You’ve probably noticed — It’s hot. And humid. According to Climate Central, Denver has warmed 2.3 degrees over the last 100 years. This may not seem like a lot, but to the human body, a bit of extra heat can make a big difference.
Many of us associate summer with a sunshiny ‘good’ mood. Sunshine stimulates vitamin D production which plays an important role in mood regulation. But heat can wear us down over time. Hot weather, especially the muggy kind, may also reduce our attention and energy levels. One study, published in The British Journal of Psychology, found that high humidity lowered concentration and increased sleepiness. Hot weather also hurts the ability to think critically. A 2018 study published in the journal Nature Climate Change analyzed more than 600 million tweets and found that people were more likely to express depressive feelings as temperatures rose.
So while the longer days and warmer temperatures provide more opportunities to get outside and get active, and we humans need that sunshine, it is more important than ever to listen to your body and make sure that you are doing things to mitigate the effects of increasing temperatures.
- Hydrate: Don’t wait until you are thirsty! Staying hydrated all the time is the best way to be sure your body has the water it needs when it needs it. Drink water first thing when you wake up daily and aim for at least a drink every hour. If you are going out, be sure you’ve planned for about 8oz for each person in your party (including pets!) for each hour you’re out. And, NO! Coffee, soda, and alcohol do not count.
- Dress well: Wear lightweight, light-colored, loose-fitting clothes. Protect yourself from the sun with sunglasses, a hat, and plenty of sunscreen. One product we see advertised: cooling towels. According to Consumer Reports the least expensive available works just as well as the most expensive and a plain old kitchen towel works as well as either. Unless it’s humid. In which case – head for air conditioning.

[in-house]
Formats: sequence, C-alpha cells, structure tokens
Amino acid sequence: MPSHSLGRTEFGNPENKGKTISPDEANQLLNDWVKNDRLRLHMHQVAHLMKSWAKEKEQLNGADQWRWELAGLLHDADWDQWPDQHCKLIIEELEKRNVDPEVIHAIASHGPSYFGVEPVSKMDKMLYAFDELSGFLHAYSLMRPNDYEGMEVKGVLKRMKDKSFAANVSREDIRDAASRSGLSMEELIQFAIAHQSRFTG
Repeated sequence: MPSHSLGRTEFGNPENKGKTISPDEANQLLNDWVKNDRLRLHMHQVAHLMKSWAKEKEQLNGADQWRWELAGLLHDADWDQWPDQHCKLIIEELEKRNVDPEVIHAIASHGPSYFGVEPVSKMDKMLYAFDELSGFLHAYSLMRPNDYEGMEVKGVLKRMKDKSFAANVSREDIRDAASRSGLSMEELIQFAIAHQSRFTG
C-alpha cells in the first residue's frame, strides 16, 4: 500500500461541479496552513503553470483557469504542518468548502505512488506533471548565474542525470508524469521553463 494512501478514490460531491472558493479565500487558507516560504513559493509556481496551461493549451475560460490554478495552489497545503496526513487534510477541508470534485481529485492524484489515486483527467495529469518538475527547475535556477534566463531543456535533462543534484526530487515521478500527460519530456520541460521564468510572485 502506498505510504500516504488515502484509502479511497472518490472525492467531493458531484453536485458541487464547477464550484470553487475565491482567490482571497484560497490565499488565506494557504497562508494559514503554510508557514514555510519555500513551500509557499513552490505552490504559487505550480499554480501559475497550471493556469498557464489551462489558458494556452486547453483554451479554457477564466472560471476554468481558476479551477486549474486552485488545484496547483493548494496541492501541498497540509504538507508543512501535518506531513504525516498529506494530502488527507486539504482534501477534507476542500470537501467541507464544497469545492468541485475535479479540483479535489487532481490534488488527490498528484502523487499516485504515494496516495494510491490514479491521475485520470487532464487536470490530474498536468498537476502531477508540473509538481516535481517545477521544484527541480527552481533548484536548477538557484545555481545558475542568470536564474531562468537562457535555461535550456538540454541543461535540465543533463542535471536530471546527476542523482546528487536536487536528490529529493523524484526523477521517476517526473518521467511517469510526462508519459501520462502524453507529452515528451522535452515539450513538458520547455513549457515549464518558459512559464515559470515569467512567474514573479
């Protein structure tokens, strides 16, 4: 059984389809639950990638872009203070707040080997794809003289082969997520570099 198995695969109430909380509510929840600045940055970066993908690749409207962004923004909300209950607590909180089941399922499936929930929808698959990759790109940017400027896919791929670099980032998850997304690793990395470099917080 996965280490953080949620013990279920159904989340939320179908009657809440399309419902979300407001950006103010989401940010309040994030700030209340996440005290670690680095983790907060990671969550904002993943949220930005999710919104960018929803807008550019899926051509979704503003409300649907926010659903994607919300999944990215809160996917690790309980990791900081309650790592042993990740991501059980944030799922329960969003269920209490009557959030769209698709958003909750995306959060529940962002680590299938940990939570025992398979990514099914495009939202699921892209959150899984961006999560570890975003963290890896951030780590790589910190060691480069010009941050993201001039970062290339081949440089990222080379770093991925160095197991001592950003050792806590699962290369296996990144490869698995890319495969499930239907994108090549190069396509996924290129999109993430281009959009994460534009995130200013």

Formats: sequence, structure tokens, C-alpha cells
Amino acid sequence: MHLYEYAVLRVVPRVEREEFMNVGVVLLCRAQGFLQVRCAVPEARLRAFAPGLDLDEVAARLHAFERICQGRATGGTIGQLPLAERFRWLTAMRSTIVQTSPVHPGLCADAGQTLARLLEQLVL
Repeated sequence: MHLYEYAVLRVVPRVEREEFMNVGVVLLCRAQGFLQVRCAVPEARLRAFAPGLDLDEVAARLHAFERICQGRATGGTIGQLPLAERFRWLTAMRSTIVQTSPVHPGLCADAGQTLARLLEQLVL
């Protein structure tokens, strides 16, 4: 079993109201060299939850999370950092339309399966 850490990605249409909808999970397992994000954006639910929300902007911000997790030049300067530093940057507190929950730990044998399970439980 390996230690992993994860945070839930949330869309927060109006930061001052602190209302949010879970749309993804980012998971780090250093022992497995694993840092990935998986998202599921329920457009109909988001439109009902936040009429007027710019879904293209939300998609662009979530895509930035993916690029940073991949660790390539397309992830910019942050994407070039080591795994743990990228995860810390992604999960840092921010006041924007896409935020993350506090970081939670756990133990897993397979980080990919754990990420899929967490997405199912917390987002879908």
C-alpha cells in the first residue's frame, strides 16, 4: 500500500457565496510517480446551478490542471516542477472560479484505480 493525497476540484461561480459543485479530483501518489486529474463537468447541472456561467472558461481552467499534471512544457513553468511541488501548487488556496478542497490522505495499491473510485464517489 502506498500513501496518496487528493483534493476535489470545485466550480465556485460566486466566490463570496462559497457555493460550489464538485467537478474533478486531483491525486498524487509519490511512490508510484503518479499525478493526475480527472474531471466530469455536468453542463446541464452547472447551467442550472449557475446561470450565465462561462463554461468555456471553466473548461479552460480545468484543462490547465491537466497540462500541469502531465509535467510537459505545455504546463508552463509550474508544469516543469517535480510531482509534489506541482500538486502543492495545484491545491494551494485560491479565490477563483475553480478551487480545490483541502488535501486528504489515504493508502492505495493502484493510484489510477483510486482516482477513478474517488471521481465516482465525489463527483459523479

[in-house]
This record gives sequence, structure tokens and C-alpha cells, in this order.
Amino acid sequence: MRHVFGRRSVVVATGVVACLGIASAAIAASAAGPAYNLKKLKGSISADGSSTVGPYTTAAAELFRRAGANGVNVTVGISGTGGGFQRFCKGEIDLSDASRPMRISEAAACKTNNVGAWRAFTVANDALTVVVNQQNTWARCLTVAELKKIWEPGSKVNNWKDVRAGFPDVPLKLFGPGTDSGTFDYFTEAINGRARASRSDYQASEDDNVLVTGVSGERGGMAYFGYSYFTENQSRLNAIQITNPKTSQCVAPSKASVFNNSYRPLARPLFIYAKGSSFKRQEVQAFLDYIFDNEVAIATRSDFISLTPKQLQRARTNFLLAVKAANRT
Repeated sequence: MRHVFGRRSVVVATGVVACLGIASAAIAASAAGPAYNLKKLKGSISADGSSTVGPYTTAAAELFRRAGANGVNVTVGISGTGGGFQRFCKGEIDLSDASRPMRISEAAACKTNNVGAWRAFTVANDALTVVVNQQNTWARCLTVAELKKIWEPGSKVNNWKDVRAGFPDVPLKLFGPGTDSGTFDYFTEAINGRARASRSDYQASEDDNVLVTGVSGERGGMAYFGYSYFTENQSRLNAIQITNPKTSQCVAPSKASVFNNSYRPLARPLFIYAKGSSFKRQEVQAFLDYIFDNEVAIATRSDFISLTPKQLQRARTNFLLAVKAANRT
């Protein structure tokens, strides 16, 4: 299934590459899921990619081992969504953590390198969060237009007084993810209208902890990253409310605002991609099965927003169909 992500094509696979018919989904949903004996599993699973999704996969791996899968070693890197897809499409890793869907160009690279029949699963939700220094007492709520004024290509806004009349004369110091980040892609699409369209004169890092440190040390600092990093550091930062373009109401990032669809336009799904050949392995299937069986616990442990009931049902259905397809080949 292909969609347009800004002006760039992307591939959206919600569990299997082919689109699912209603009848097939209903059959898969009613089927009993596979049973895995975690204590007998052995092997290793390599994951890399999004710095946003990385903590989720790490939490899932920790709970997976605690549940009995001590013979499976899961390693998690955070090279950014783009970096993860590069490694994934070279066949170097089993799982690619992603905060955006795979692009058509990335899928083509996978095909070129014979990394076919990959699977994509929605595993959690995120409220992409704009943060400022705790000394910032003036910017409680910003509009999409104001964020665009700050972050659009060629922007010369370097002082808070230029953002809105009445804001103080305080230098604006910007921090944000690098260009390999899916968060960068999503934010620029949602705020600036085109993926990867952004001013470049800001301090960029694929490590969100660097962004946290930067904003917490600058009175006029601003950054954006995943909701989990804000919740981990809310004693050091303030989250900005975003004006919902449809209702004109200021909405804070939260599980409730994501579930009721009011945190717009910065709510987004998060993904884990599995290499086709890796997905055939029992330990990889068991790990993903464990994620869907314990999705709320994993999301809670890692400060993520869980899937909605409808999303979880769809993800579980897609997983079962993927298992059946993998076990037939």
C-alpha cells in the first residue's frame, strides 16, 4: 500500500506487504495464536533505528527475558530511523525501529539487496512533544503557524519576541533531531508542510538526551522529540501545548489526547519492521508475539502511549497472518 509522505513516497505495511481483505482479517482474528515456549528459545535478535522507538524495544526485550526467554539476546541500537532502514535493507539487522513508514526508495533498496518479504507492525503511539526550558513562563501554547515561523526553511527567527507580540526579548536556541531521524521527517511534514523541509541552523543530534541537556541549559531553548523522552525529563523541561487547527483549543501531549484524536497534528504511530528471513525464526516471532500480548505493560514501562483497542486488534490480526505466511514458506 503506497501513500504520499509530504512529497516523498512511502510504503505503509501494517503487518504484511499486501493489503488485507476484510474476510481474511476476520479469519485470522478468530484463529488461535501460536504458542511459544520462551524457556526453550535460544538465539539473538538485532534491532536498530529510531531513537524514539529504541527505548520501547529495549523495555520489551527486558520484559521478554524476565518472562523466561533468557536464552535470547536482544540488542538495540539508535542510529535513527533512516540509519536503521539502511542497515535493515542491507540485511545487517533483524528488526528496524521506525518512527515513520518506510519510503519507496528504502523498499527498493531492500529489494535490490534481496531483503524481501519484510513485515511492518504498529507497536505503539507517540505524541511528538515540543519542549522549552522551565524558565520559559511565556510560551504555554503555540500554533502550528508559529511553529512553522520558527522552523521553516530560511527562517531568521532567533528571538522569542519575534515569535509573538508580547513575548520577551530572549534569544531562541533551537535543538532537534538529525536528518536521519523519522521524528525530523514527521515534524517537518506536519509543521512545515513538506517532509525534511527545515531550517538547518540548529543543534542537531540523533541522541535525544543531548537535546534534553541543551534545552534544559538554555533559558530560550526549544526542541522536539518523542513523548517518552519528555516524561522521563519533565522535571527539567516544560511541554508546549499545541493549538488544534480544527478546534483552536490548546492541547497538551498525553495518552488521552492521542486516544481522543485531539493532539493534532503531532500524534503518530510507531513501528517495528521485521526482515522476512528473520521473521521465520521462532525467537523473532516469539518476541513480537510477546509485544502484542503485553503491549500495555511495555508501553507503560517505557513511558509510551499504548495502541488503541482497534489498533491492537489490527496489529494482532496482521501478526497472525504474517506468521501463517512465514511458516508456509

- Listen to your body: If you are headed outside; take frequent breaks in the shade, and – -I know I’m repeating myself here but it’s the biggest factor in hot weather activity success — Drink water before you’re thirsty. Allow yourself time to adapt to the heat. Many folks may not be able to work out as long or as hard as usual. That is okay! Our bodies are built on cycles, and for many, summer is a great time to slow down. Maybe even smell the roses.
- Take it indoors: Embrace your inner mall walker. Check out one of the low cost gym options like Planet Fitness or one of Denver’s great rec centers. Pop on one of the virtual workouts you downloaded during quarantine or email me and I’ll send you one of my favorites. And if you are able, adjust your workout schedule to early morning or late evening when it’s cooler.
- Know the danger signs: Cramps, fatigue, and thirst are signs of heat illness and might be mitigated with hydration. However, if you experience signs of heat exhaustion – -Headache, dizziness or lightheadedness, weakness, cool or clammy skin, dark urine and nausea or vomiting — Stop exercising right away. Sip water. Move to the shade or indoors. Douse yourself with cold water. Apply a cold, wet cloth to pulse points and get medical attention if your condition doesn’t improve or gets worse.
Yes, it’s hot, and it makes a difference to us humans. So, as always, give yourself grace. And remember that one of the best things about living in Colorado is the change of seasons. And one of the best things about being human is that our bodies can thrive in each of those seasons with just a little help from our brains.
Erika Taylor is a community wellness instigator at Taylored Fitness, the original online wellness mentoring system. Taylored Fitness believes that everyone can discover small changes in order to make themselves and their communities more vibrant, and that it is only possible to do our best work in the world if we make a daily commitment to our health. Visit facebook.com/erika.taylor.303 or email firstname.lastname@example.org.
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